TCU supports Linux connectivity to the internet for QuickNet
The support for Linux at QuickNet will be a growing as Linux become more
and more popular. Currently, RedHat is supported.
We plan to support other Linux versions (like CalderaLite, Slackware, SUSE)
in the future.
Currently, you may contact The Computer Underground at 485-0506. If
staff are not available at the current time, please contact QuickNet. Mark
Nielsen, the president of TCU, will be available at late nights and on
weekends if other staff from TCU are not available. Mark may also be reached
at firstname.lastname@example.org and he answers his e-mail daily.
In extreme situations where these instructions don't work, you may bring
your computer into TCU and we will setup your computer for free to get
it connected to QuickNet's services. NOTE: You must be using RedHat 5.0
or higher and you must have an internal ISA non Plug-And-Pray modem or
an external non WinTel modem. Please setup an appointment with Mark if
you need assistance.
Setting up ppp for RedHat Linux
Only ISA non Plug-And-Pray modems are supported with Linux. A 56k non-WinTel
modem will work. If you have questions about which type of modem you should
buy, please contact The Computer UnderGround
and we will provide you with an internal 56k modem for around $60 or an
external modem for around $100.
After you have started your Linux computer as "root", start xwindows
by logging into the console and then by entering "startx" at the prompt.
A control panel should appear on your left hand side. If your control panel
does not appear, then your xwindows session may not be working right, you
haven't logged in as "root", or someone changed your xwindows settings.
Choosing your modem
The first option to choose in the control-panel is "Modem Configuration".
There is a button that looks like a modem and if you leave your mouse over
the button, it should display the title of the button. Next, click on the
button to bring up the "Modem Configuration" menu. Choose the com port
your modem is conencted to and then press "Ok". If you wanted to do it
manually, you could do this -- FOR EXPERTS ONLY:
# For com1
ln -s /dev/cua0 /dev/modem
# For com2
ln -s /dev/cua1 /dev/modem
Setting up PPP using the ppp0 device in your control-panel
Here are the steps I did to get ppp setup. I did this as root and
I will later explain how to use ppp as a normal user.
To activate and deactivate the modem as root, again, in the control-panel,
choose "Network Configurations", then choose "Interfaces", select "ppp0",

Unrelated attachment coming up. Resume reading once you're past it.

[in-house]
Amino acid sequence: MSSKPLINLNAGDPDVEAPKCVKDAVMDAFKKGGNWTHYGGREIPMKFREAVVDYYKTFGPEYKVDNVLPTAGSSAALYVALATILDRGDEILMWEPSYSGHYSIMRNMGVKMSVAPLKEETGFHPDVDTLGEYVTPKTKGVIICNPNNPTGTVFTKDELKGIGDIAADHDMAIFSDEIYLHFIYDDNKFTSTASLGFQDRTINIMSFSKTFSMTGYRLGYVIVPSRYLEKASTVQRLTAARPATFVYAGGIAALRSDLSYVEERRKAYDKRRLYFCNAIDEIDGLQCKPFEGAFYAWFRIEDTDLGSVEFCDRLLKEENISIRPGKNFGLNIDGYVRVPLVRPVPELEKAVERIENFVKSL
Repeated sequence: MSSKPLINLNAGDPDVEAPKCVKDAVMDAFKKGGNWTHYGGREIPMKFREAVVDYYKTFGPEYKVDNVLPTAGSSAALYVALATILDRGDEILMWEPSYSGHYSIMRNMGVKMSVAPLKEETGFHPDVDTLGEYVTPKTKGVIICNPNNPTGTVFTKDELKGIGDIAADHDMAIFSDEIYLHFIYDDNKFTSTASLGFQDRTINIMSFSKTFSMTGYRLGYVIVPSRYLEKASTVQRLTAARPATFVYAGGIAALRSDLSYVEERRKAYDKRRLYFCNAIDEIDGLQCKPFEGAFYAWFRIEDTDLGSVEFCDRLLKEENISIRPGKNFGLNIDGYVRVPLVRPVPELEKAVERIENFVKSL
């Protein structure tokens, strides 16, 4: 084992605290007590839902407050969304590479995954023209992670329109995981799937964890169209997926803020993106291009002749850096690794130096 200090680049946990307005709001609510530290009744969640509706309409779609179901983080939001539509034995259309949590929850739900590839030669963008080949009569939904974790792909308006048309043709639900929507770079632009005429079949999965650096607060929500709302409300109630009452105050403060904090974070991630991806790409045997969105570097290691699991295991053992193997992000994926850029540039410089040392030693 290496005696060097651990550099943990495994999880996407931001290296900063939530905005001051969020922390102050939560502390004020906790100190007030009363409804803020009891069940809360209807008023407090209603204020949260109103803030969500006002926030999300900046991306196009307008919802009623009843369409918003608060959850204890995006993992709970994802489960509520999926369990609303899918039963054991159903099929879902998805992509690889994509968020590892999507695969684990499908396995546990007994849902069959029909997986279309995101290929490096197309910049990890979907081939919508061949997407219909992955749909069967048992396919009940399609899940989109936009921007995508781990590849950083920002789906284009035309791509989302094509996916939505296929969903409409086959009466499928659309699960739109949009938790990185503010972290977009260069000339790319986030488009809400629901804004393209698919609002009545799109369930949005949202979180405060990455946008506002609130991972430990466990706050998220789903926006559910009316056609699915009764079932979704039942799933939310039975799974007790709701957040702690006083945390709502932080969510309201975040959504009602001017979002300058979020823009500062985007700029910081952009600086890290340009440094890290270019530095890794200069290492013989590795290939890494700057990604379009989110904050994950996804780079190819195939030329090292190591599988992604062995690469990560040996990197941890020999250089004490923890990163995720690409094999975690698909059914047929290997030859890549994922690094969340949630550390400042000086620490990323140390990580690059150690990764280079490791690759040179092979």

then click on "Activate" or "Deactivate" or turn the modem off and on.
The control panel should be there, choose network configuration.
In this program, choose "Interfaces".
Click on "Add".
Enter in the phone number, username, and password.
Click on "Use pap authentication".
Click on "done".
Click on "save".
- Now we need to set your DNS up correctly. Click on "Names" in the top
menu of the Network Configurator. You should see "Nameservers" there.
- Enter "127.0.0.1" as one of the entries unless you have the number
which should have been given to you by your ISP. 127.0.0.1 is a bad choice
and should only be used as a last resource. Also, if you enter 127.0.0.1,
you must have your DNS server installed locally and running in order for
it to work. For QuickNet users, enter "10.10.10.10" and also
"10.10.10.11". These two numbers only work for people who dial in.
- For QuickNet users, also enter "qn.net" in the "Domain" entry.
- Click on "Save".
- Click on "Interfaces" in the top menu.
Now click on "Activate" for the ppp option you just made.
Letting non-root users use the modem
Now if you want to let users activate and deactivate it,
Now a normal user can activate and deactivate network devices with usernetctl
or usernet. I recommend usernetctl. For the device ppp0, here are the commands
assuming you used the steps above...
In your contro-panel, choose "Network Configurations", then choose "Interfaces",
and highlight your ppp entry which is usuallly named "ppp0".
Click on edit.
Click on "Allow any user ..."
Click on done, click on save, click on save again.
There is also a product called Diald which will connect your computer to
the internet if someone tries to get to the internet. This product is beyond
the free support for Linux for QuickNet. If you wish for TCU to setup your
computer using Diald, you may bring it in, we will charge $25. Please contact
the president of TCU for further
information. You may want to also try to figure out diald yourself by looking
at this DIALD
usernetctl ppp0 up
usernetctl ppp0 down
My experiences with PPP in RedHat has been very good. Anytime there
is no connection, it redials. This includes busy signals and when it gets
disconnected. You have to wait about 10 seconds before it redials.
Other sources for ppp, slip, and roadrunner
I plan to have more info about how to setup stuff for ppp later.
Rob Funk's stuff on
ppp, slip, and others including an up and down script.